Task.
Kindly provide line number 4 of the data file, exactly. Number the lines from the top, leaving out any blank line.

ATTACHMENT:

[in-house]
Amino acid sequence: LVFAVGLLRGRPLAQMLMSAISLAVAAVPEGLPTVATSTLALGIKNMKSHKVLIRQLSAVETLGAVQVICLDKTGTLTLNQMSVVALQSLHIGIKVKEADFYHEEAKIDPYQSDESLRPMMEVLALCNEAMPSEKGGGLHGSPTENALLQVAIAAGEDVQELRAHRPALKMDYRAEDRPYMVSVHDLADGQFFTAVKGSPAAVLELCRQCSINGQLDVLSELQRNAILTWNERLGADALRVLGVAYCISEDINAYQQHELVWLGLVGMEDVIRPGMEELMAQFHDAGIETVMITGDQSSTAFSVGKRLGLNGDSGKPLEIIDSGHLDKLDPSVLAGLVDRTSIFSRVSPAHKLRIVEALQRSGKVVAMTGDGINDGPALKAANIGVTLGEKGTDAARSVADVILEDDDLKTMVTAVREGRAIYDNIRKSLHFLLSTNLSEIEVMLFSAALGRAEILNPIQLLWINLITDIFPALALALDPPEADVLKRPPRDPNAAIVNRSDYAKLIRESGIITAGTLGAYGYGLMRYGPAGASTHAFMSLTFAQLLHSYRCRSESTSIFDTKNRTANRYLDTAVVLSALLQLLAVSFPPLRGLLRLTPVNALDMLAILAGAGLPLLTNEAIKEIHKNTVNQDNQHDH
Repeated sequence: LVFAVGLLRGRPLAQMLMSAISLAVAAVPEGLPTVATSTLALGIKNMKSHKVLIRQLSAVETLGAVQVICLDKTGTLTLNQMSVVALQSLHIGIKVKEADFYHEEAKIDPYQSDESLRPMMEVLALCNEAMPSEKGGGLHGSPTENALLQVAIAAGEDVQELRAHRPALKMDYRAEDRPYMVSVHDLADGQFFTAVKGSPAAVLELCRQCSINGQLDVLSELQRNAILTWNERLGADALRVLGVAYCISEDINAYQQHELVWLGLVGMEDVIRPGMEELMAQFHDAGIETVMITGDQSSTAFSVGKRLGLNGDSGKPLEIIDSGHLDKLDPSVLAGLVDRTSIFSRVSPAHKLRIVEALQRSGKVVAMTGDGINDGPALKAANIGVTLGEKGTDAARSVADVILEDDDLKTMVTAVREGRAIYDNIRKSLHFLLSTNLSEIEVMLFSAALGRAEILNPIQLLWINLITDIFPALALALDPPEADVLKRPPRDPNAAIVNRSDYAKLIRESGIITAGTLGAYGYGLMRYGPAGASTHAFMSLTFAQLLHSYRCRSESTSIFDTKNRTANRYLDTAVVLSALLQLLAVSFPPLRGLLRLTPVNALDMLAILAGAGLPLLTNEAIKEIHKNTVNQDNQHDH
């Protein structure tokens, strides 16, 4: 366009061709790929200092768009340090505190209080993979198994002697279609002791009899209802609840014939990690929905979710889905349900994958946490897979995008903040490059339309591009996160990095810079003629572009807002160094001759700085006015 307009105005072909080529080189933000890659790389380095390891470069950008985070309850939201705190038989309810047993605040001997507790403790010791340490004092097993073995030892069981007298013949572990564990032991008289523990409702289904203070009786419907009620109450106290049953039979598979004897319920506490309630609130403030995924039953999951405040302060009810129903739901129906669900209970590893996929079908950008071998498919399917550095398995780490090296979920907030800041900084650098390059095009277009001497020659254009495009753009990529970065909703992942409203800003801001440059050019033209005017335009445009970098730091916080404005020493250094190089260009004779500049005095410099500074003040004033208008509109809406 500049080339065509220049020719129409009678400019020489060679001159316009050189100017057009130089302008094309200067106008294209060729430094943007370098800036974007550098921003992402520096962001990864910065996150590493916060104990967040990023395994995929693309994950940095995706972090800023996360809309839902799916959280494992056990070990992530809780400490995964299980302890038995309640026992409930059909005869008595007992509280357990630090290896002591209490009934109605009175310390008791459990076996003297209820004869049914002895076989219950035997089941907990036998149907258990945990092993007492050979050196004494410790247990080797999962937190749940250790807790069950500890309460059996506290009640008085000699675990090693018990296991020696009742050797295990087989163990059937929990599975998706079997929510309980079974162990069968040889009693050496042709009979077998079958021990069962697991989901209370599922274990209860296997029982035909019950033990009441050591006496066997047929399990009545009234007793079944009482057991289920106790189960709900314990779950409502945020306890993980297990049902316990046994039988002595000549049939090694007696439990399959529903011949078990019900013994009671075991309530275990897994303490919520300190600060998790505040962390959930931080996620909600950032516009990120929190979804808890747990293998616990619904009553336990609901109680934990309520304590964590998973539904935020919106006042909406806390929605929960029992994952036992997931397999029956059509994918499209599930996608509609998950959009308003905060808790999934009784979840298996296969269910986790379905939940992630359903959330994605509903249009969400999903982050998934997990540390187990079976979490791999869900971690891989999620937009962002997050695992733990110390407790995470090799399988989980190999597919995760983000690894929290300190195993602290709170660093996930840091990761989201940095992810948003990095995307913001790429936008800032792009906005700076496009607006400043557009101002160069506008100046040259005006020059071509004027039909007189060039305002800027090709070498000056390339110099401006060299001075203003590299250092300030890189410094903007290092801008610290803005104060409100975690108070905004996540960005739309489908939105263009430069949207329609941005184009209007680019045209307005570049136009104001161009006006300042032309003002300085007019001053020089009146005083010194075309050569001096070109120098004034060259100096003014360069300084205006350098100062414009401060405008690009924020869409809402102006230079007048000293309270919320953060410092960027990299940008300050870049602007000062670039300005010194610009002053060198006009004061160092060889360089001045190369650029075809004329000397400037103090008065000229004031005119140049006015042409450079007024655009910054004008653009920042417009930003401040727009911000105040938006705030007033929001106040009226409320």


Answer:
């Protein structure tokens, strides 16, 4: 366009061709790929200092768009340090505190209080993979198994002697279609002791009899209802609840014939990690929905979710889905349900994958946490897979995008903040490059339309591009996160990095810079003629572009807002160094001759700085006015 307009105005072909080529080189933000890659790389380095390891470069950008985070309850939201705190038989309810047993605040001997507790403790010791340490004092097993073995030892069981007298013949572990564990032991008289523990409702289904203070009786419907009620109450106290049953039979598979004897319920506490309630609130403030995924039953999951405040302060009810129903739901129906669900209970590893996929079908950008071998498919399917550095398995780490090296979920907030800041900084650098390059095009277009001497020659254009495009753009990529970065909703992942409203800003801001440059050019033209005017335009445009970098730091916080404005020493250094190089260009004779500049005095410099500074003040004033208008509109809406 500049080339065509220049020719129409009678400019020489060679001159316009050189100017057009130089302008094309200067106008294209060729430094943007370098800036974007550098921003992402520096962001990864910065996150590493916060104990967040990023395994995929693309994950940095995706972090800023996360809309839902799916959280494992056990070990992530809780400490995964299980302890038995309640026992409930059909005869008595007992509280357990630090290896002591209490009934109605009175310390008791459990076996003297209820004869049914002895076989219950035997089941907990036998149907258990945990092993007492050979050196004494410790247990080797999962937190749940250790807790069950500890309460059996506290009640008085000699675990090693018990296991020696009742050797295990087989163990059937929990599975998706079997929510309980079974162990069968040889009693050496042709009979077998079958021990069962697991989901209370599922274990209860296997029982035909019950033990009441050591006496066997047929399990009545009234007793079944009482057991289920106790189960709900314990779950409502945020306890993980297990049902316990046994039988002595000549049939090694007696439990399959529903011949078990019900013994009671075991309530275990897994303490919520300190600060998790505040962390959930931080996620909600950032516009990120929190979804808890747990293998616990619904009553336990609901109680934990309520304590964590998973539904935020919106006042909406806390929605929960029992994952036992997931397999029956059509994918499209599930996608509609998950959009308003905060808790999934009784979840298996296969269910986790379905939940992630359903959330994605509903249009969400999903982050998934997990540390187990079976979490791999869900971690891989999620937009962002997050695992733990110390407790995470090799399988989980190999597919995760983000690894929290300190195993602290709170660093996930840091990761989201940095992810948003990095995307913001790429936008800032792009906005700076496009607006400043557009101002160069506008100046040259005006020059071509004027039909007189060039305002800027090709070498000056390339110099401006060299001075203003590299250092300030890189410094903007290092801008610290803005104060409100975690108070905004996540960005739309489908939105263009430069949207329609941005184009209007680019045209307005570049136009104001161009006006300042032309003002300085007019001053020089009146005083010194075309050569001096070109120098004034060259100096003014360069300084205006350098100062414009401060405008690009924020869409809402102006230079007048000293309270919320953060410092960027990299940008300050870049602007000062670039300005010194610009002053060198006009004061160092060889360089001045190369650029075809004329000397400037103090008065000229004031005119140049006015042409450079007024655009910054004008653009920042417009930003401040727009911000105040938006705030007033929001106040009226409320």